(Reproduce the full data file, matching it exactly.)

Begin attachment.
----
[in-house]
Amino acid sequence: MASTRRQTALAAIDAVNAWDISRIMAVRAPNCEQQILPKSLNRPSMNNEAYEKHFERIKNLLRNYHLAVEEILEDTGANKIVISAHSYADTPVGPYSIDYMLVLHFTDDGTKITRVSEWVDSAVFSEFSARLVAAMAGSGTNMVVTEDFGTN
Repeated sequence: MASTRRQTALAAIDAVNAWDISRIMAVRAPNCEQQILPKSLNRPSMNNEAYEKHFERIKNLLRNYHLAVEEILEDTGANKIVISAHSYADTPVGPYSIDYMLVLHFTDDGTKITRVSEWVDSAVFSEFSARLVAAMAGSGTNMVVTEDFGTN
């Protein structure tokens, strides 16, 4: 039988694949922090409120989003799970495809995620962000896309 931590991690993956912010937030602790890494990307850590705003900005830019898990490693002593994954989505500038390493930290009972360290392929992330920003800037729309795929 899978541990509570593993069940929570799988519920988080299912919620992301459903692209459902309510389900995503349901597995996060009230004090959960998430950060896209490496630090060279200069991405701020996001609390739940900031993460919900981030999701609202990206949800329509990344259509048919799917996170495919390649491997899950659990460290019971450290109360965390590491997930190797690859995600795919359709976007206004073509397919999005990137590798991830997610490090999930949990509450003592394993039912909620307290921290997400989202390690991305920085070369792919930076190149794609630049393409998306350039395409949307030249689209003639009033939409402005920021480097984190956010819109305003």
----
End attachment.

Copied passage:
[in-house]
Amino acid sequence: MASTRRQTALAAIDAVNAWDISRIMAVRAPNCEQQILPKSLNRPSMNNEAYEKHFERIKNLLRNYHLAVEEILEDTGANKIVISAHSYADTPVGPYSIDYMLVLHFTDDGTKITRVSEWVDSAVFSEFSARLVAAMAGSGTNMVVTEDFGTN
Repeated sequence: MASTRRQTALAAIDAVNAWDISRIMAVRAPNCEQQILPKSLNRPSMNNEAYEKHFERIKNLLRNYHLAVEEILEDTGANKIVISAHSYADTPVGPYSIDYMLVLHFTDDGTKITRVSEWVDSAVFSEFSARLVAAMAGSGTNMVVTEDFGTN
């Protein structure tokens, strides 16, 4: 039988694949922090409120989003799970495809995620962000896309 931590991690993956912010937030602790890494990307850590705003900005830019898990490693002593994954989505500038390493930290009972360290392929992330920003800037729309795929 899978541990509570593993069940929570799988519920988080299912919620992301459903692209459902309510389900995503349901597995996060009230004090959960998430950060896209490496630090060279200069991405701020996001609390739940900031993460919900981030999701609202990206949800329509990344259509048919799917996170495919390649491997899950659990460290019971450290109360965390590491997930190797690859995600795919359709976007206004073509397919999005990137590798991830997610490090999930949990509450003592394993039912909620307290921290997400989202390690991305920085070369792919930076190149794609630049393409998306350039395409949307030249689209003639009033939409402005920021480097984190956010819109305003």